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San Jose votes to ban polystyrene foam containers

By: Jeremy Carroll

August 27, 2013

San Jose, Calif., will become the largest city in the country to pass a ban polystyrene foam containers for food service. The City Council on Aug. 27 passed a measure to phase out the material starting in 2014.

With a 9-2 vote, the proposal passed on first reading. A second and final vote will take place Sept. 3, but the vote is likely simply a formality. San Jose, California’s third largest city and the 10th largest city in the country, will now ban national food vendors from providing PS containers to customers starting Jan. 1, 2014, and other food vendors from giving customers PS containers starting Jan. 1, 2015. The law also allows for a financial hardship clause that could delay the implementation of the ban for specific restaurants.

City leaders who pushed for the measure said it would help reduce stormwater trash and get the city closer to its zero waste goal.

Both the American Chemistry Council and the California Restaurant Association were critical of the move. Both argued that PS is recyclable and the city should not give up on those efforts.

“This is a real step backward for recycling,” said Tim Shestek, senior director of the American Chemistry Council in Sacramento, in a statement. “The City Council’s vote would lead to prohibiting packaging that’s collected in curbside recycling programs elsewhere in California and replacing it with packaging that is thrown in the garbage.”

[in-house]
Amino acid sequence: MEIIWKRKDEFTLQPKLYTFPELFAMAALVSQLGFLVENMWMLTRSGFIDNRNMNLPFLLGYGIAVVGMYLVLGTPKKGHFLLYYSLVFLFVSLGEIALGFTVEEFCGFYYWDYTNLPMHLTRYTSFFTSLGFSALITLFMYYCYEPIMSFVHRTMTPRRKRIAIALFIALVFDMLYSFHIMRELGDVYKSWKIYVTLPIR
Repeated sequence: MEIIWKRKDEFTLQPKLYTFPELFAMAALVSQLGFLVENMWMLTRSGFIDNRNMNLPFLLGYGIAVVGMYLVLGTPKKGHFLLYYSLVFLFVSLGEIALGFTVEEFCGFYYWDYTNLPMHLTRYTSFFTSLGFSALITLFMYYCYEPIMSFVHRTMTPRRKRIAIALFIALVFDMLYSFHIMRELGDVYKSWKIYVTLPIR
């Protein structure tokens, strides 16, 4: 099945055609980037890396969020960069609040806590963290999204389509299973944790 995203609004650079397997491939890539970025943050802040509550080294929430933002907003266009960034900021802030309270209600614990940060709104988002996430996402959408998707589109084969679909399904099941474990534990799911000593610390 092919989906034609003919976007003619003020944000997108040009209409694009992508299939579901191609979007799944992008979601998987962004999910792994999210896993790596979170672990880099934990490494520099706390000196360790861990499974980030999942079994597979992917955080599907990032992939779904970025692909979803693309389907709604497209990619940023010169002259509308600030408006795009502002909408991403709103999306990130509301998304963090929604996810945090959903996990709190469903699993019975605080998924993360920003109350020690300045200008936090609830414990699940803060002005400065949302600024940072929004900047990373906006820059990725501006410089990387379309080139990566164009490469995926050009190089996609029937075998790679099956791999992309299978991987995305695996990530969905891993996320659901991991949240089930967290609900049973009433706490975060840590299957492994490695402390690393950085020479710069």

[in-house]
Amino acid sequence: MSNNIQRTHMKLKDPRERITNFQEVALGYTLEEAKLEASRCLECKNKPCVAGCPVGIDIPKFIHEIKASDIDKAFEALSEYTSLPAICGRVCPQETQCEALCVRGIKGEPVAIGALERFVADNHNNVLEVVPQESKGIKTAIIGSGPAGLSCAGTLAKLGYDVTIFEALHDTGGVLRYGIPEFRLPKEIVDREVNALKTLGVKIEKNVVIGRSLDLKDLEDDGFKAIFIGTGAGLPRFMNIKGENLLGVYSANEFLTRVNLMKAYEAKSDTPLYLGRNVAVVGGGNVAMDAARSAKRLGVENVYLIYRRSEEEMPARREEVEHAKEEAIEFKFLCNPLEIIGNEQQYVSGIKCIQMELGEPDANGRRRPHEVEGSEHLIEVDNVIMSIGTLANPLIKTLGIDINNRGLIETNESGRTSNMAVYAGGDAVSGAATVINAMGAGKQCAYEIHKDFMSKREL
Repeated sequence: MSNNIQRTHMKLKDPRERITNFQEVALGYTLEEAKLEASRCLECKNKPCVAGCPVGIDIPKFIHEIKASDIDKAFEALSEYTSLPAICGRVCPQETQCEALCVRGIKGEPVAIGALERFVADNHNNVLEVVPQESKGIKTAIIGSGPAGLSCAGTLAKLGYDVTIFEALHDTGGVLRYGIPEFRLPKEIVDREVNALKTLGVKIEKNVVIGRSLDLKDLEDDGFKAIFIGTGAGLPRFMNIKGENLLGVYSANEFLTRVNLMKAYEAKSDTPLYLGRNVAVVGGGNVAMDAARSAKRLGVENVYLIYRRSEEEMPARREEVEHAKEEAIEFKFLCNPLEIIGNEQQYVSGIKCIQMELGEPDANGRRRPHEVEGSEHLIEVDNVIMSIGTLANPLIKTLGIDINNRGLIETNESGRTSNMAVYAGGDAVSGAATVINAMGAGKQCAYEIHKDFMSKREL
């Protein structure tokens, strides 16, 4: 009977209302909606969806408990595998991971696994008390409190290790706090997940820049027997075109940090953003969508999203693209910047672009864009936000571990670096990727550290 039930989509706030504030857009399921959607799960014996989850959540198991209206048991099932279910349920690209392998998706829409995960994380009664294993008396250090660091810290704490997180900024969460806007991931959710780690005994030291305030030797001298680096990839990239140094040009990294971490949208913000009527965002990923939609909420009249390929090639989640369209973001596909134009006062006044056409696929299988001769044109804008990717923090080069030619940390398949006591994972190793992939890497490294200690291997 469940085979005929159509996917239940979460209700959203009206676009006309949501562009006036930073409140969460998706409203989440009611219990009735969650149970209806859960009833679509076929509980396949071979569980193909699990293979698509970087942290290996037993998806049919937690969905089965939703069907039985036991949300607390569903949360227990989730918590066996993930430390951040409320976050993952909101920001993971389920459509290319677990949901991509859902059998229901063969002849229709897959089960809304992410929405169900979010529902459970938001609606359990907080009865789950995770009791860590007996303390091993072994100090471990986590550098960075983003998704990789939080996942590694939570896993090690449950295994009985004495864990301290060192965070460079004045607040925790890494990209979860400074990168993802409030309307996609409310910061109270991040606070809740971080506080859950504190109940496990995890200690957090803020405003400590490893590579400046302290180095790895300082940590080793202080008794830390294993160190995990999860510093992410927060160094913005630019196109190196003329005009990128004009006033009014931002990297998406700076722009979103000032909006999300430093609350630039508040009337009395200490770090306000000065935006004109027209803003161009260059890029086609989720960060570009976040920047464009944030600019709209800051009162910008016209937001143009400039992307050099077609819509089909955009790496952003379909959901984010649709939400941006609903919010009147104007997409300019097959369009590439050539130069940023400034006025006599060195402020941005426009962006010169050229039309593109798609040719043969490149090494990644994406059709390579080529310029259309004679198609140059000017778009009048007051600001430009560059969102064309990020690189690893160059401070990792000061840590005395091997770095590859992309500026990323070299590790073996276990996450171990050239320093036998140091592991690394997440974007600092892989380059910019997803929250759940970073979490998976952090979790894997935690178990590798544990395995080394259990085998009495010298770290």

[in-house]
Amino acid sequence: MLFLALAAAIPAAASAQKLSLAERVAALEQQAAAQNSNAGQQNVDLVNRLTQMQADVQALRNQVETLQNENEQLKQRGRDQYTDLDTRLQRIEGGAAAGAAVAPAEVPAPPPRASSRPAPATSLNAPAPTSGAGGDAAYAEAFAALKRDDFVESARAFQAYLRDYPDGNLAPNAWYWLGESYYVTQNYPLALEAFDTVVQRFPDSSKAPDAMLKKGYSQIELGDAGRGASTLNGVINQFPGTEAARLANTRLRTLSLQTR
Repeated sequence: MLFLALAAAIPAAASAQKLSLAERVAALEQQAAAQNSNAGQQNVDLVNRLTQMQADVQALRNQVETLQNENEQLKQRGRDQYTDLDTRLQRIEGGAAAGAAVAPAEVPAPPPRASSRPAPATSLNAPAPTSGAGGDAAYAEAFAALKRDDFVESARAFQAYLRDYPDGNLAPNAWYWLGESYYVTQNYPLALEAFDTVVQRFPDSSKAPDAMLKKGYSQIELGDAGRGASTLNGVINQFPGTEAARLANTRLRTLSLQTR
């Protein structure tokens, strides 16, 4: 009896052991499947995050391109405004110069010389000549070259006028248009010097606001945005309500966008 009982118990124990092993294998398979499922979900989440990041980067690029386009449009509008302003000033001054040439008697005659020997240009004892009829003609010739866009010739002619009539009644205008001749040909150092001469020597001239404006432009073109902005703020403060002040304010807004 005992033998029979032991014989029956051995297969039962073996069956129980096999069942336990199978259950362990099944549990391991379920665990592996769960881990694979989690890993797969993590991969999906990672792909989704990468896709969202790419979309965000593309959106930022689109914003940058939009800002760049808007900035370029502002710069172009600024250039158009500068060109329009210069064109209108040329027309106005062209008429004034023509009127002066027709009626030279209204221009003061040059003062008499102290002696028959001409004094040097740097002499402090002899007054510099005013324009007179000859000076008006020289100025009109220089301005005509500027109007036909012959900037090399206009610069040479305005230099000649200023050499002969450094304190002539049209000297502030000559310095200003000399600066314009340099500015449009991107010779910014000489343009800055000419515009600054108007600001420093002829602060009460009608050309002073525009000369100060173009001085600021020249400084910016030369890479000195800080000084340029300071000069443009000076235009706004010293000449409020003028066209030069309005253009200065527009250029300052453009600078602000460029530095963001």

ACC said PS foam alternatives are costly and have a lower performance quality. City officials said a study they concluded showed that many businesses in the city that switched to PS alternatives were saving money.

“Foam is recyclable, and cities all over California are taking advantage of this by setting up foam recycling programs,” said Javier Gonzalez, government affairs director for the California Restaurant Association, in a statement. “It is unfortunate that our city leaders opted for a ban, instead of progressing on behalf of San Jose’s residents and family-owned restaurant owners to create smart, well-planned options.”

According to Californians Against Waste, there are currently 71 other cities or counties that banned have PS containers for food service.

“Dozens of other cities have taken a stand against this problem material, which litters our environment, clogs our stormwater systems, and is difficult and expensive to recycle,” the organization said on its website.